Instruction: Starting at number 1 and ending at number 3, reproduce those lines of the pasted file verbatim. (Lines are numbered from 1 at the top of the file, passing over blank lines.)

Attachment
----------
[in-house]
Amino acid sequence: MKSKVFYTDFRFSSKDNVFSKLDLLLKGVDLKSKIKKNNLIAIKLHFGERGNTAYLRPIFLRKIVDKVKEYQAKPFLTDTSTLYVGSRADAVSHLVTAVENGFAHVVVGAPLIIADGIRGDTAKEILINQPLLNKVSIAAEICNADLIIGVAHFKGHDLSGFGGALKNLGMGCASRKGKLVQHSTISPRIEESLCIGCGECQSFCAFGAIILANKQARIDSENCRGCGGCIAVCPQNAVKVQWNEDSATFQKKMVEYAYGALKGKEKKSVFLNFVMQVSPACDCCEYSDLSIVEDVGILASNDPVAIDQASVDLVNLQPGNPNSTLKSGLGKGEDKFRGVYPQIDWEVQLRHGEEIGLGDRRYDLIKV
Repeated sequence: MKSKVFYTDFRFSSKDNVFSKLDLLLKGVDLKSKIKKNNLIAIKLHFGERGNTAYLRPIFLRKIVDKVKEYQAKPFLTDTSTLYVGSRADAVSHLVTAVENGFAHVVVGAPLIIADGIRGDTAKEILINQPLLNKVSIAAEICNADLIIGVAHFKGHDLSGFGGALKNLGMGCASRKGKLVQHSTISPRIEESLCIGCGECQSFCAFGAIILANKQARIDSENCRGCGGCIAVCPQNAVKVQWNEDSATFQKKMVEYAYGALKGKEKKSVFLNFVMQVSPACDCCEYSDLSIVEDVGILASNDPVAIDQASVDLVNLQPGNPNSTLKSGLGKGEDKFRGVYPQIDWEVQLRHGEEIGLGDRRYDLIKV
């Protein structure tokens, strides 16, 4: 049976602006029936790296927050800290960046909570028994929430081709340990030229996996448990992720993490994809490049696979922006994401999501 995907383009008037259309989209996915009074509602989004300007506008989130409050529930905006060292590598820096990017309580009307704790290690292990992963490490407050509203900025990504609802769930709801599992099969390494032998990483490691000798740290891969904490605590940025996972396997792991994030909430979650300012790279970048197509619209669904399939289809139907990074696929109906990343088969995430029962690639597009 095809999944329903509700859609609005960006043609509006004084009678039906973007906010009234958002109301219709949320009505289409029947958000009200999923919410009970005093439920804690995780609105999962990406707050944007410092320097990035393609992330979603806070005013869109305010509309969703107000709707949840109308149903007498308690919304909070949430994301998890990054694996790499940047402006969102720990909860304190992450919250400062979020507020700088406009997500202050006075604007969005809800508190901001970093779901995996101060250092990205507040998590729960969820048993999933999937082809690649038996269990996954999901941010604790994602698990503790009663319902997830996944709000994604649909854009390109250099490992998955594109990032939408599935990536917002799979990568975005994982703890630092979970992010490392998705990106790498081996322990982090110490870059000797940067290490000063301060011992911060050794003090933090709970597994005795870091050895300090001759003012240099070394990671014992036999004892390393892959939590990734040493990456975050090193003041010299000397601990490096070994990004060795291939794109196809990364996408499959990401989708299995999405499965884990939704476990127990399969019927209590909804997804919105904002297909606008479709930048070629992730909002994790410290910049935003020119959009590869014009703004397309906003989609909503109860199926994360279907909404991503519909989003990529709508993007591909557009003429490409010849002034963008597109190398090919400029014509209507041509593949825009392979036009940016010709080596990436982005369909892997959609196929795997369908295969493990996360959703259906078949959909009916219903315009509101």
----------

[in-house]
Amino acid sequence: MKSKVFYTDFRFSSKDNVFSKLDLLLKGVDLKSKIKKNNLIAIKLHFGERGNTAYLRPIFLRKIVDKVKEYQAKPFLTDTSTLYVGSRADAVSHLVTAVENGFAHVVVGAPLIIADGIRGDTAKEILINQPLLNKVSIAAEICNADLIIGVAHFKGHDLSGFGGALKNLGMGCASRKGKLVQHSTISPRIEESLCIGCGECQSFCAFGAIILANKQARIDSENCRGCGGCIAVCPQNAVKVQWNEDSATFQKKMVEYAYGALKGKEKKSVFLNFVMQVSPACDCCEYSDLSIVEDVGILASNDPVAIDQASVDLVNLQPGNPNSTLKSGLGKGEDKFRGVYPQIDWEVQLRHGEEIGLGDRRYDLIKV
Repeated sequence: MKSKVFYTDFRFSSKDNVFSKLDLLLKGVDLKSKIKKNNLIAIKLHFGERGNTAYLRPIFLRKIVDKVKEYQAKPFLTDTSTLYVGSRADAVSHLVTAVENGFAHVVVGAPLIIADGIRGDTAKEILINQPLLNKVSIAAEICNADLIIGVAHFKGHDLSGFGGALKNLGMGCASRKGKLVQHSTISPRIEESLCIGCGECQSFCAFGAIILANKQARIDSENCRGCGGCIAVCPQNAVKVQWNEDSATFQKKMVEYAYGALKGKEKKSVFLNFVMQVSPACDCCEYSDLSIVEDVGILASNDPVAIDQASVDLVNLQPGNPNSTLKSGLGKGEDKFRGVYPQIDWEVQLRHGEEIGLGDRRYDLIKV